1.  Make sure that particularly fathers and mothers in your family have a Will.   Many families have lost a great deal or paid large sums to attornies when the laws in their nation favored the state, rather than their family following a tragedy or a sudden death.   My own aunt died intestate (without a Will) in England.  Her assets were divided by the state and included relatives she had not seen or spoken to(or liked very much)  in thirty years.  The final distribution would likely not have been her wish.   Any young adult with any assets whatsoever should have a Will.  It's fairly easy when your potential passing is imagined to be far in the future, to consider and to write one's Will.  Many US States allow a typed or handwritten Will, especially in a simple circumstance, which is simply notarized.

2.   Both fathers and mothers should have life insurance.  Unless you have pre-existing medical problems, term life insurance can be surprisingly inexpensive. When a mother or father dies, money for funerals, bills, college, and to pay off a mortgage can be a Godsend, especially for a family which may not function as smoothly as it once did.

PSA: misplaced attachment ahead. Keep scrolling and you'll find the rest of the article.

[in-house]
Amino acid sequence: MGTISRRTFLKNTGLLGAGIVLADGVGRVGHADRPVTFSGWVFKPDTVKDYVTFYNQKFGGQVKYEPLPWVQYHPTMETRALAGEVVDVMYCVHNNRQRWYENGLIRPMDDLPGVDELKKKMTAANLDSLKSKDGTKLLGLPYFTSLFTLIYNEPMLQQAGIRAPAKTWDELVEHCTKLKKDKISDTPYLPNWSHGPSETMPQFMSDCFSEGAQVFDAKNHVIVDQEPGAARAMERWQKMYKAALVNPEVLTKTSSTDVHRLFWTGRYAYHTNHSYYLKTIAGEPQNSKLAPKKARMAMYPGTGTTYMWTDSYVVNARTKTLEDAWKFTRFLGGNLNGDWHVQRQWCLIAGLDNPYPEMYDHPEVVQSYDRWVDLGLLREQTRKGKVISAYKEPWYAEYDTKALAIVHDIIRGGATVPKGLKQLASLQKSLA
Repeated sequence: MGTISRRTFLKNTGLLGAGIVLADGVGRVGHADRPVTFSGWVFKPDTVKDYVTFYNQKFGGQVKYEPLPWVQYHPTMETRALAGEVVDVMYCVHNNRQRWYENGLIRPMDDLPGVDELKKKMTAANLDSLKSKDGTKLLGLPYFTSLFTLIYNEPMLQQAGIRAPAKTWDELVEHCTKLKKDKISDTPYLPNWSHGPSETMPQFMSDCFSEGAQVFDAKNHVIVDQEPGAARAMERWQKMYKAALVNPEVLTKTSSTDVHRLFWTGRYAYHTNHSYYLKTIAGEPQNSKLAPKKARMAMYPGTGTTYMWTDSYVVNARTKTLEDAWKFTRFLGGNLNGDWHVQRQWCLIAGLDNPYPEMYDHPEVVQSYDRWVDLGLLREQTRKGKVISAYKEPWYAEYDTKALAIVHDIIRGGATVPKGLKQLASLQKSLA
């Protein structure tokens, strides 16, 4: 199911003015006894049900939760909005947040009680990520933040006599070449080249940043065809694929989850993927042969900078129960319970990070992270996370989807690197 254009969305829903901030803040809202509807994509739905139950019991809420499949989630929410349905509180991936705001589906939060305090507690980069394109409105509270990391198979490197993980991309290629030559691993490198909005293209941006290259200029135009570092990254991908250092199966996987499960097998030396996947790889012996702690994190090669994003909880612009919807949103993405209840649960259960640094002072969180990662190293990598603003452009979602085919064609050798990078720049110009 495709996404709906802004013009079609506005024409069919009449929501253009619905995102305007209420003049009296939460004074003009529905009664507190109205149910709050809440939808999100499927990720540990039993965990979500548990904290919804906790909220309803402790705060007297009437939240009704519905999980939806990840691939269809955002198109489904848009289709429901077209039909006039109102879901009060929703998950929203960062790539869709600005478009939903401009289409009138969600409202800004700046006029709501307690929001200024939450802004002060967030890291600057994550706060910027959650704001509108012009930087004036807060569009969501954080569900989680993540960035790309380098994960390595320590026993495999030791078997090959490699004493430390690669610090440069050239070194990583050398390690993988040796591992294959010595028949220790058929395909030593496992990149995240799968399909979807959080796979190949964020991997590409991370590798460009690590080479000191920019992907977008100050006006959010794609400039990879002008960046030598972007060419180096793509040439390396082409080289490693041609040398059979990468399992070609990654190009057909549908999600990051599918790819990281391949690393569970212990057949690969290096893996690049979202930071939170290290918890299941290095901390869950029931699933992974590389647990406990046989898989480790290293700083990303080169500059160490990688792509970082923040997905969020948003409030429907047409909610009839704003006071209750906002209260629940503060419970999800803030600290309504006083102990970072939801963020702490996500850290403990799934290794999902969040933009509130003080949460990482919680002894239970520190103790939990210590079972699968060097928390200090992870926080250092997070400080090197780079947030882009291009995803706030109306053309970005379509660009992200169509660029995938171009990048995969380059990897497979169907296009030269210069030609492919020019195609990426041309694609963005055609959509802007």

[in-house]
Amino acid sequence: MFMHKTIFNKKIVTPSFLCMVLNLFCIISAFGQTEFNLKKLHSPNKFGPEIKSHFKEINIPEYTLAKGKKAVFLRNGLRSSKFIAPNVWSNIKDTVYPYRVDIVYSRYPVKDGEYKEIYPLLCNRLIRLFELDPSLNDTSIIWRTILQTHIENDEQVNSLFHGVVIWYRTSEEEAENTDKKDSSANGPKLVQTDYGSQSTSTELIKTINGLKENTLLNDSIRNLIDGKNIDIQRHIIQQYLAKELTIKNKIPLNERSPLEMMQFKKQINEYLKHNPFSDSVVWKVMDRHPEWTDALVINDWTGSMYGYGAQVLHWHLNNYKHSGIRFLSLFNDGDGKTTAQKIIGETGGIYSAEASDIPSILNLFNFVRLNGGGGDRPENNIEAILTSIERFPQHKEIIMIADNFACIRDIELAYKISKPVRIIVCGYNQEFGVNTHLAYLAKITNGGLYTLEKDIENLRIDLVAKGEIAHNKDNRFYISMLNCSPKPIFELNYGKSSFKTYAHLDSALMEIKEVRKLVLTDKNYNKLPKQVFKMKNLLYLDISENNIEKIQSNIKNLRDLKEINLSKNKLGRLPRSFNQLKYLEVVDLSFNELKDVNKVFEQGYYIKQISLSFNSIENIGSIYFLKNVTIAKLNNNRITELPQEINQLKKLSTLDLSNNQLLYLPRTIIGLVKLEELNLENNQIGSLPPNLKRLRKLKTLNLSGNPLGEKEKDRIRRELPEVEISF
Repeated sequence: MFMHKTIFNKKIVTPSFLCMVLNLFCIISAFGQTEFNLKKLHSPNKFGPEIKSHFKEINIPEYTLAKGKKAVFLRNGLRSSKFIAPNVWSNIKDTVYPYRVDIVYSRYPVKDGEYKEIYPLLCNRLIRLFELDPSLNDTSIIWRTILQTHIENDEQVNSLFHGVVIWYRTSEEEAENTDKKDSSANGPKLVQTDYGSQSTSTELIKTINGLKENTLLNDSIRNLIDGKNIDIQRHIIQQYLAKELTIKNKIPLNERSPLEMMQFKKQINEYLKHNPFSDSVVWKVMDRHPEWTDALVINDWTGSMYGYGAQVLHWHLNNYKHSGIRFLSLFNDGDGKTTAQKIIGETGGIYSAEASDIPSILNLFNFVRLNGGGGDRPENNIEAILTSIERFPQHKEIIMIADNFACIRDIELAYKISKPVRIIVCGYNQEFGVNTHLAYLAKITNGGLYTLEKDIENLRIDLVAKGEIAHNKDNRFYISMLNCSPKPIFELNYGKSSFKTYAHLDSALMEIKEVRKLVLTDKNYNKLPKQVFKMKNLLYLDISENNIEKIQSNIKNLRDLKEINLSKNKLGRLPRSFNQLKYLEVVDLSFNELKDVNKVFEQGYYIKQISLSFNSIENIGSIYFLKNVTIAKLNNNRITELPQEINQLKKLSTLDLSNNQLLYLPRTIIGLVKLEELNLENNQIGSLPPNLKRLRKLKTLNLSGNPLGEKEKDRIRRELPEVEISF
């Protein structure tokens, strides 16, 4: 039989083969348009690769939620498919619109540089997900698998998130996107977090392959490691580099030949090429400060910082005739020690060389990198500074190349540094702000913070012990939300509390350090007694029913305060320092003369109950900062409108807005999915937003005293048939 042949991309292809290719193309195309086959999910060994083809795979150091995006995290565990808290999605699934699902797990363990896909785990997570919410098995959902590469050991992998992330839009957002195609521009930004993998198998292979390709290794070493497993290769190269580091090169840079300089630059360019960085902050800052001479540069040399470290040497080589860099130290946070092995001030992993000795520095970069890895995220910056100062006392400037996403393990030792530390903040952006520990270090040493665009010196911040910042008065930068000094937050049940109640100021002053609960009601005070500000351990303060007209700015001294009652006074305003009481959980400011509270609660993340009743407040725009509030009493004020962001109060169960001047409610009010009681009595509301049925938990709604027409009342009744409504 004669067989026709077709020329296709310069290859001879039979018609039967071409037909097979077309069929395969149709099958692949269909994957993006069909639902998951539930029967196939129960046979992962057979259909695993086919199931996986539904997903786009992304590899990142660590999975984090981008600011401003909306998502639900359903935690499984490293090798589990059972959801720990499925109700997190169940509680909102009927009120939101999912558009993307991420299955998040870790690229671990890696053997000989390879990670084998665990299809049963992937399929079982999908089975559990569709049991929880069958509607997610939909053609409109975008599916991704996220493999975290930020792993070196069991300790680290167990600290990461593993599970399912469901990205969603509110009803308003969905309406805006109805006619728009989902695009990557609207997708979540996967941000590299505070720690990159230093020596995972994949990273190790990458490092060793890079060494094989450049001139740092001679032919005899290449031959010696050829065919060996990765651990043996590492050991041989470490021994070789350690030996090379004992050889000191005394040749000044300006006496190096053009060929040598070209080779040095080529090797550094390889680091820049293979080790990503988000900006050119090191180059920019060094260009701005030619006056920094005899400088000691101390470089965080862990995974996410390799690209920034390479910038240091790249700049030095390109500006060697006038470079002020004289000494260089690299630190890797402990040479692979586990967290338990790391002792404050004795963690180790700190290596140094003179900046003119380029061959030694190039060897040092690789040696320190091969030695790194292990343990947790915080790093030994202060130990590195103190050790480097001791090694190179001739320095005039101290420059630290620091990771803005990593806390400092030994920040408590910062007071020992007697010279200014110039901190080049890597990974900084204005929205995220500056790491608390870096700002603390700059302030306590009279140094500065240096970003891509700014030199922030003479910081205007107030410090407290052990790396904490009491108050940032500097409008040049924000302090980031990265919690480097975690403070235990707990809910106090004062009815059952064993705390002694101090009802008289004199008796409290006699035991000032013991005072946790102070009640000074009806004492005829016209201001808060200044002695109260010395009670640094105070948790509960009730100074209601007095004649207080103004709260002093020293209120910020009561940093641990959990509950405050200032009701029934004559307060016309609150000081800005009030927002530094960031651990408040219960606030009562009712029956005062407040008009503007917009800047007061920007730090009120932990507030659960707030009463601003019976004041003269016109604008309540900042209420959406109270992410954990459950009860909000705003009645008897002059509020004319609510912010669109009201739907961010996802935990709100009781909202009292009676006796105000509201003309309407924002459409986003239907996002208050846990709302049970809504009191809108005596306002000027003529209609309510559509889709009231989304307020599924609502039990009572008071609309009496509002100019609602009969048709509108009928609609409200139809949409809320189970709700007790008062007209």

3.   Make sure that everyone you love knows that they are.  Life's losses and sorrows are easier to bear when you know that the person you have lost knows how valued and how loved they were while you were lucky enough to have them with you here on Earth.

4.  Cultivate your faith. It doesn't matter to me which faith you embrace.  I have no particular interest in seeing to it that the world practices the faith I have chosen.  I do care that you have one however, because it makes surviving possible after a loss in which your continued survival is not necessarily assured. We once had friends who lost their three children in a fire. They survived as a direct result of their faith.  As older parents, they went on to have two additional children, but never to forget the three who await them later in Heaven.

5. Avoid financially overextending your family.  When we overextend financially, as in buy a home in a more expensive area than we can afford, or buy a more expensive car, we lock ourselves into a more stressful existence than we might otherwise.   When distracted or financially stressed, we are more likely to miss prompts to evacuate our region preemptively, or  take someone to a physician "on a hunch".  We need time, in this life, to listen to our positive impulses and intuitions, and we block these when we are financially stressed.

6. If you do experience a terrible loss of some kind, please know that the God who made us all, still loves you. He loves you whether you practice your regions favorite faith, or whether you have memorized stretches of scripture, or whether you are as perfect a person as God intended you to be.  Human beings are tremendously resilient creatures, and suicide by active means, or by default, is still a permanent solution to often temporary problems.

       I hope you have found some encouragement with regard to something said here today.